The location of this fine mansion is on the line of the main Roman approach to the city of York and Bootham Bar was one of the original Roman gateways into the city/fortress of Eboracum.
The house is of circa 1827 and appears on Robert Cooper's plan of York 1832. The owner at that time being Mrs Barbara Ashton Nelson and the property is described as a ‘mansion and pleasure grounds' in the first rate assessment in 1837.
The house passed between various private owners until 1875 when it was run as a ‘school for young ladies' until 1879 by Misses Inchbold and it was known as Bootham House. In 1882 the property was sold to Her Majesty's Principal Secretary for the War Department. By 1886 Pigot's directory shows that the neighbouring Grosvenor Terrace had been formed and that Major General F.A. Willis C.B. was in occupation of the house.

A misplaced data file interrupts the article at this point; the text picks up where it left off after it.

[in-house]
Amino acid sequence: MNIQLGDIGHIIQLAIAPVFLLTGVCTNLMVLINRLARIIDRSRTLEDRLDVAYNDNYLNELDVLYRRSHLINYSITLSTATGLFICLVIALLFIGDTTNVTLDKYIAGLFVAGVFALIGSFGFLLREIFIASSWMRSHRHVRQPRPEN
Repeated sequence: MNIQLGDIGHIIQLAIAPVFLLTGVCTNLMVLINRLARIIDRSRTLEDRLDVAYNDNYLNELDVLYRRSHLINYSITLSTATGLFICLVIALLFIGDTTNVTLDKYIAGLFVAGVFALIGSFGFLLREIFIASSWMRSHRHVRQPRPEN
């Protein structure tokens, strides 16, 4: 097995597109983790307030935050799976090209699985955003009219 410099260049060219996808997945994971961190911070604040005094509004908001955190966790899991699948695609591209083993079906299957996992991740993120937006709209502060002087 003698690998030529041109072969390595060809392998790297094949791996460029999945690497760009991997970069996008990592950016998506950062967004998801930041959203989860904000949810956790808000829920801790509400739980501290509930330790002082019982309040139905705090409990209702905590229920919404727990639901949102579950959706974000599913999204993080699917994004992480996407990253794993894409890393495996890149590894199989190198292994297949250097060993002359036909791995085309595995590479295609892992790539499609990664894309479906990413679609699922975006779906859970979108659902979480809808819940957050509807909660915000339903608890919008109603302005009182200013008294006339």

By 1892 the building was described as Government House and was occupied by Major General Charles Frederick T. Daniel C.B. One of many distinguished visitors was the Prince of Wales who stayed as a guest in July 1898 whilst visiting one of the many fayres held in the city of York.
The property remained in Government hands passing through various departments including the Command Pay Office, the Health Authority and Customs & Excise until in 1984 it was closed down.
In the spring of 1985 the new owners purchased the property and undertook extensive alterations and repairs to the building restoring it to it's former glory. Initially The Churchill opened as a fourteen bedroom hotel then in 2006 a new chapter in the house's history began with the complete refurbishment of the original building and a sympathetic extension being added resulting in a 32 bedroom luxury hotel and fine dining restaurant.